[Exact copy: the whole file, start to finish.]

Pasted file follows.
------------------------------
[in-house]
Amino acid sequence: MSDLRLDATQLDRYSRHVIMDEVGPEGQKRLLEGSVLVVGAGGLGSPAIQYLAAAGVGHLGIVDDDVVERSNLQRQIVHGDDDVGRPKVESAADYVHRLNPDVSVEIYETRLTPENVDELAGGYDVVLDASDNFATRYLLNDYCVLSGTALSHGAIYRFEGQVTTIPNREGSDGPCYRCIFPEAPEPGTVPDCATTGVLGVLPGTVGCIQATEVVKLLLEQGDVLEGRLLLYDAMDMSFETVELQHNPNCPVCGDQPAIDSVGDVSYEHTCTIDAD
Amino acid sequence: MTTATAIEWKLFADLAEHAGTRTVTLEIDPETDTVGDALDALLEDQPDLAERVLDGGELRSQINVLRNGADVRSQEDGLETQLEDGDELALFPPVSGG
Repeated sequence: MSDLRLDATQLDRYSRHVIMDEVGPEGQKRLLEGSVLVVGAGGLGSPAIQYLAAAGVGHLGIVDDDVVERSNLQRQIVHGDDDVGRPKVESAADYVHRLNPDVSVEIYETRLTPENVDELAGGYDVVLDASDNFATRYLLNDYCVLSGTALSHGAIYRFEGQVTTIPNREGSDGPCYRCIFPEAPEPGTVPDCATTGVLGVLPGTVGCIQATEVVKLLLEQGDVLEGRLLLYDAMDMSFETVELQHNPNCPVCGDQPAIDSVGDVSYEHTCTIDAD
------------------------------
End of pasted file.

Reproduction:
[in-house]
Amino acid sequence: MSDLRLDATQLDRYSRHVIMDEVGPEGQKRLLEGSVLVVGAGGLGSPAIQYLAAAGVGHLGIVDDDVVERSNLQRQIVHGDDDVGRPKVESAADYVHRLNPDVSVEIYETRLTPENVDELAGGYDVVLDASDNFATRYLLNDYCVLSGTALSHGAIYRFEGQVTTIPNREGSDGPCYRCIFPEAPEPGTVPDCATTGVLGVLPGTVGCIQATEVVKLLLEQGDVLEGRLLLYDAMDMSFETVELQHNPNCPVCGDQPAIDSVGDVSYEHTCTIDAD
Amino acid sequence: MTTATAIEWKLFADLAEHAGTRTVTLEIDPETDTVGDALDALLEDQPDLAERVLDGGELRSQINVLRNGADVRSQEDGLETQLEDGDELALFPPVSGG
Repeated sequence: MSDLRLDATQLDRYSRHVIMDEVGPEGQKRLLEGSVLVVGAGGLGSPAIQYLAAAGVGHLGIVDDDVVERSNLQRQIVHGDDDVGRPKVESAADYVHRLNPDVSVEIYETRLTPENVDELAGGYDVVLDASDNFATRYLLNDYCVLSGTALSHGAIYRFEGQVTTIPNREGSDGPCYRCIFPEAPEPGTVPDCATTGVLGVLPGTVGCIQATEVVKLLLEQGDVLEGRLLLYDAMDMSFETVELQHNPNCPVCGDQPAIDSVGDVSYEHTCTIDAD